Bachelor’s in Accounting Program Guide

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Students who earn a bachelor's degree in accounting develop business and accounting fundamentals, along with the skills and knowledge needed to perform common duties and adhere to legal and professional standards. Bachelor's degree-holders can qualify for many accounting positions.

A bachelor's degree also provides a good foundation for learners who want to pursue an advanced degree or postgraduate certification, such as the certified public accountant (CPA) credential. The following guide explores bachelor's degrees in accounting in more detail, providing information about typical courses, specializations, and careers. is an advertising-supported site. Featured or trusted partner programs and all school search, finder, or match results are for schools that compensate us. This compensation does not influence our school rankings, resource guides, or other editorially-independent information published on this site.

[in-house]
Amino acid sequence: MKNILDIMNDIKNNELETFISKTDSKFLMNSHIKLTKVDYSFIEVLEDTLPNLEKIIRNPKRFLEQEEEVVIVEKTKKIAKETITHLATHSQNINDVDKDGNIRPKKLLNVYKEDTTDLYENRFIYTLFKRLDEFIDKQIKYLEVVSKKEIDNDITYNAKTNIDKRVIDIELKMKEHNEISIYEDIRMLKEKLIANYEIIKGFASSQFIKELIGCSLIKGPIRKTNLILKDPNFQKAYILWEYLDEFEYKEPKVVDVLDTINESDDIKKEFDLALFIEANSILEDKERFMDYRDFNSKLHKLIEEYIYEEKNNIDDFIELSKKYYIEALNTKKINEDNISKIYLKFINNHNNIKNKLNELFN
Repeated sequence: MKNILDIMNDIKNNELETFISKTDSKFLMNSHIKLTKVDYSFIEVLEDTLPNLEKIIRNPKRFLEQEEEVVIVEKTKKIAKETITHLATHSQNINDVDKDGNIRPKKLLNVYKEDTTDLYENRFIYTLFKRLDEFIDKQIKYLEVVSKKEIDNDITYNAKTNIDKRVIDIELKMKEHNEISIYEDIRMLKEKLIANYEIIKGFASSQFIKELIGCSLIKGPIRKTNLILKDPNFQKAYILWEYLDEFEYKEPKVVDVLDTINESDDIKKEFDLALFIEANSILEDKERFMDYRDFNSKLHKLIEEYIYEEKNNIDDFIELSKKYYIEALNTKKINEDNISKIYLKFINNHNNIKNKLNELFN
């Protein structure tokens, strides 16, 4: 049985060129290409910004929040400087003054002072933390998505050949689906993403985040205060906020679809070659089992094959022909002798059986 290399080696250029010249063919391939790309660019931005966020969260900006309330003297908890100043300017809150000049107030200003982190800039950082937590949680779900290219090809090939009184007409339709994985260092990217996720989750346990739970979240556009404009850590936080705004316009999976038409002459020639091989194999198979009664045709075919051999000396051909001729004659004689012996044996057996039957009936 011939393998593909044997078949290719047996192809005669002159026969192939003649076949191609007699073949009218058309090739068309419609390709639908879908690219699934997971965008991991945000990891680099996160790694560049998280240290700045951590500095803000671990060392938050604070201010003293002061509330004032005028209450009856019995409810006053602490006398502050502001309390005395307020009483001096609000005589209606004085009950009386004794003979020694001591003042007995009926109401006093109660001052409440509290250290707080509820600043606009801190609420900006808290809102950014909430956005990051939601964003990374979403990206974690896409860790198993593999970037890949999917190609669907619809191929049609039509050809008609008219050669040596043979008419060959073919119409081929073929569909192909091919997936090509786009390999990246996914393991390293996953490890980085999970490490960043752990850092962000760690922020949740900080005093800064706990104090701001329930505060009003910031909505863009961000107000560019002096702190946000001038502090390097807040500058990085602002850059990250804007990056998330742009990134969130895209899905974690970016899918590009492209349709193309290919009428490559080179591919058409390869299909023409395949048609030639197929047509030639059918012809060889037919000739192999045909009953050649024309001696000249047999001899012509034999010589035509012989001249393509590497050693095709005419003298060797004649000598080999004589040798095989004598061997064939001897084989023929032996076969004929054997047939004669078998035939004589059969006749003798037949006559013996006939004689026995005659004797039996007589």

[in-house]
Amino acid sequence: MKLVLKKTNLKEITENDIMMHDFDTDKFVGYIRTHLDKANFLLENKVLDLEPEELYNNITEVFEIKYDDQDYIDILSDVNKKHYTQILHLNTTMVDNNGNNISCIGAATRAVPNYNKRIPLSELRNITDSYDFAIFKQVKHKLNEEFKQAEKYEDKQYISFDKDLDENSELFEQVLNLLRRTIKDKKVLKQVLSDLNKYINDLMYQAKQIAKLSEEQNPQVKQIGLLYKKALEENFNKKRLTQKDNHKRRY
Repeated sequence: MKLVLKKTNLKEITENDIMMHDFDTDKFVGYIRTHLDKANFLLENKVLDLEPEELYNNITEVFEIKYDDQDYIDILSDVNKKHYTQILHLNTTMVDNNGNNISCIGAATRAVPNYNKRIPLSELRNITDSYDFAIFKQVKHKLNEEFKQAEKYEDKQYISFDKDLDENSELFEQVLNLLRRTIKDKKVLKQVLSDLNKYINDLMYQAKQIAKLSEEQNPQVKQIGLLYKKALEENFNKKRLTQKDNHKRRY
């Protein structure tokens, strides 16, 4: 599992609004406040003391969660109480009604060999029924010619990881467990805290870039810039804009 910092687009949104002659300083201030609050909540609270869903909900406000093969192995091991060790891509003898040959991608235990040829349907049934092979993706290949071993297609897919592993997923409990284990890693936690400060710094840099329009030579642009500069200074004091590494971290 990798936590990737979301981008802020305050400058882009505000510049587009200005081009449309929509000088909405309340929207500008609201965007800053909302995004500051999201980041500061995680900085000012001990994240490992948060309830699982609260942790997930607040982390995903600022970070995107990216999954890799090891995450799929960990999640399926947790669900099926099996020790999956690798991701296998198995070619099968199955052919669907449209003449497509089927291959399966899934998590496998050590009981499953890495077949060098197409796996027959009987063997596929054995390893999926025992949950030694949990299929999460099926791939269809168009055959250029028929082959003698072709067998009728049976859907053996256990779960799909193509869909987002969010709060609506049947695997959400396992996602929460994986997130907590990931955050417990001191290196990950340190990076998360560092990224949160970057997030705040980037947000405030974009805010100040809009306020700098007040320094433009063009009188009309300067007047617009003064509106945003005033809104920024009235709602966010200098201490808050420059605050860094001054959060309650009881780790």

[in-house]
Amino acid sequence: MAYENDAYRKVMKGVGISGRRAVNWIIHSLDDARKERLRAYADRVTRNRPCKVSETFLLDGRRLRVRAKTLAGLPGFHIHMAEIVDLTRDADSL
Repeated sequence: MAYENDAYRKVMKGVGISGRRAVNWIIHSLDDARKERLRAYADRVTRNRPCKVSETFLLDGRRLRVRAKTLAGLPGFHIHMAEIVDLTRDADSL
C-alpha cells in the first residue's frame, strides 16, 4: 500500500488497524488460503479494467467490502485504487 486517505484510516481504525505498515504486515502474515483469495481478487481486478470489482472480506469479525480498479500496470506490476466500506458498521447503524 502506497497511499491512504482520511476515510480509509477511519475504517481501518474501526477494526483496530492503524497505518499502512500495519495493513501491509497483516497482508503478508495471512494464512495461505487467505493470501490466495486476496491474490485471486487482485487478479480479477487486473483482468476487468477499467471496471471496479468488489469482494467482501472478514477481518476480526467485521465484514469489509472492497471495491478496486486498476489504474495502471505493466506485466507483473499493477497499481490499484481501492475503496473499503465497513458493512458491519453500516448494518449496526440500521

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What Is Accounting?

Accounting involves handling financial transactions for individuals and organizations, including recording and analyzing these records for tax purposes. Accounting helps tell the story of an organization's financial health, keeping track of all the money moving in, out, and within an organization.

Should I Get a Bachelor's in Accounting?

Earning an online bachelor's degree in accounting can lead to a promising career outlook for graduates. According to the Bureau of Labor Statistics, accountants earn a median annual salary of $71,550. Additionally, the field is projected to experience 4% growth between 2019 and 2029, which is in line with the national average for all occupations.

As the number of public companies increases and more organizations globalize their operations, accountants with skills in financial documentation, international trade, and analysis should thrive.

The curriculum of an online bachelor's program in accounting also provides students with many career options after graduation. Graduates can pursue work in public and private sectors. Additionally, accounting training often overlaps with business and management.